## Wednesday, August 3, 2011

### Imagining the Second Dimension

Let's go back to basics.

The most important thing to remember as we're talking about these ten dimensions is that they're spatial dimensions. Some people get confused by that word, "spatial" because they think it's intended to only apply to the third dimension: the length, width and depth of the "space" we see around us. In fact, some physicists do prefer to use the term "space-like" when talking about the extra dimensions. No question, when you take a three-dimensional space and add an additional "right angle" to it, you are entering a realm which is difficult for us to picture, and it certainly behaves in ways that are beyond the limitations of 3D space: that's what Imagining the Tenth Dimension is all about.

Likewise, some people have difficulty with discussing the first and second dimension. "How can something with no depth even exist?", they ask. It is a bit of a mind-bender! We start with a point that has no size and no dimension. We make a second point some place else, and the line that passes through those points is a representation of the first dimension. If you can imagine a third point that isn't on the line you've just created, you have a way of thinking about the second dimension: a line passing through this new point and the old line defines a plane. But if the lines you're thinking about are like pencil lines, which already have a length, width and depth, then you're really not visualizing the right thing. Do you know what I mean by that?

If I say "imagine you're on a boat in the middle of the ocean", and you say "I don't own a boat and I hate the water", what does that prove? The concept of boats and oceans doesn't change whether you're willing to imagine them or not. Likewise, if I say "imagine something that has length and width and no depth", and you say "I refuse to imagine that because something that has no depth can't exist", where have we gotten? Nowhere. But does refusing to discuss an idea mean the idea doesn't exist? Of course not! We can have a perfectly good discussion about dragons, which don't appear to exist in our world, because dragons are an idea which we are capable of describing and thinking about.

Same goes for the second dimension. It's not part of our 3D world, it's something separate, but it's still something we can think about and talk about. In "What Would a Flatlander Really See?", we looked at the imaginary 2D creatures invented by Edwin Abbott for a book he published way back in 1884: "Flatland: A Romance of Many Dimensions".  Could Flatlanders really exist? Perhaps no more than dragons. But we can have a perfectly good discussion about the idea of Flatlanders, and what it would be like to live in a world that has length and width, but no depth. What would it be like to look around you within that world, where all you can make out is lines all within the same plane? That is a mind-bending exercise, good food for thought regardless of whether it would really be possible for some kind or awareness to exist within such a ridiculously limited frame of reference or not.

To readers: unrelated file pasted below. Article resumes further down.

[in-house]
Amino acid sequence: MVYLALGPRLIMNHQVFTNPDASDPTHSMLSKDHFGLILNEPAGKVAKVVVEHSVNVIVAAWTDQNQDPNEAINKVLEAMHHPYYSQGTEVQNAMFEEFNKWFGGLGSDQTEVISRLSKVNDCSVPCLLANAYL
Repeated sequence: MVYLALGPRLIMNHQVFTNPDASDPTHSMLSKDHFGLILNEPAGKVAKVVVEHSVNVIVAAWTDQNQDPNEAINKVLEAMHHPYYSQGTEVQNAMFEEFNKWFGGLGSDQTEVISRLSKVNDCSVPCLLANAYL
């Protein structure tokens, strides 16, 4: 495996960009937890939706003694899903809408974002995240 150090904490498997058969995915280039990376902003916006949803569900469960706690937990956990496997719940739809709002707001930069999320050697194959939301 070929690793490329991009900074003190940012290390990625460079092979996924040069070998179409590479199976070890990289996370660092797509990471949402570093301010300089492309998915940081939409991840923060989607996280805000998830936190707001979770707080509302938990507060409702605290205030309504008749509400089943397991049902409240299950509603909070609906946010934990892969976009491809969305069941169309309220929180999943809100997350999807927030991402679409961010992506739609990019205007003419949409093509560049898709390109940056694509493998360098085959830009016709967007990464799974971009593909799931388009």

Over the next nine entries, we're going to look at each of the dimensions from the second all the way up to the tenth, and see what kind of a mental castle we can build for ourselves, one brick at a time. Along the way, I want you to keep reminding yourself about something called the "point-line-plane postulate", which uses the same kind of logic as the "line/branch/fold" of the Imagining the Tenth Dimension project. This postulate is the accepted method used to imagine any number of spatial dimensions, using the same repeating pattern:

0 - a Point: Whatever spatial dimension you're currently thinking about, imagine a geometric point within that dimension. Remember, when we say this point has "no size", what we really mean it that the point's size is indeterminate. "Indeterminate" means that any and all sizes you care to imagine, from the infinitely large to the infinitesimally small, are true for that point. Let's say that this is a point within "dimension x".

1 - a Line: From the current dimension you're examining, find another point not within that dimension. An easy way to do that is to imagine the first point at its largest possible size within the constraints of its own dimension, and then ask where a different point would be that isn't encompassed by that first point in its infinitely large state. Once you've found a second point, draw a line through both points, and now call what you're looking at "dimension x+1".

2 - a Plane: Again, think of both of those points encompassing their largest possible version within the constraints of the current dimension, and find a point that isn't part of what those two points are encompassing. Now you're thinking about "dimension x+2".

This logic can start from any spatial dimension, and it can be repeated infinitely: that is, once you've imagined "dimension x+2" you can rename it "dimension x" and repeat the pattern as many times as you want. Here's an important thing to remember: if we're not assigning any meaning to the dimensions we're visualizing, there's no reason to stop at ten. However, with this project, by the time we've arrived at the tenth dimension, we do find a way to say that we have arrived at the most all-encompassing version of the information that becomes reality, or the underlying symmetry state from which our universe or any other patterns emerge through the breaking of that symmetry.

And I do hope you'll enjoy the journey as we work our way through this logical presentation, one step after another.

Rob Bryanton

Next: Imagining the Third Dimension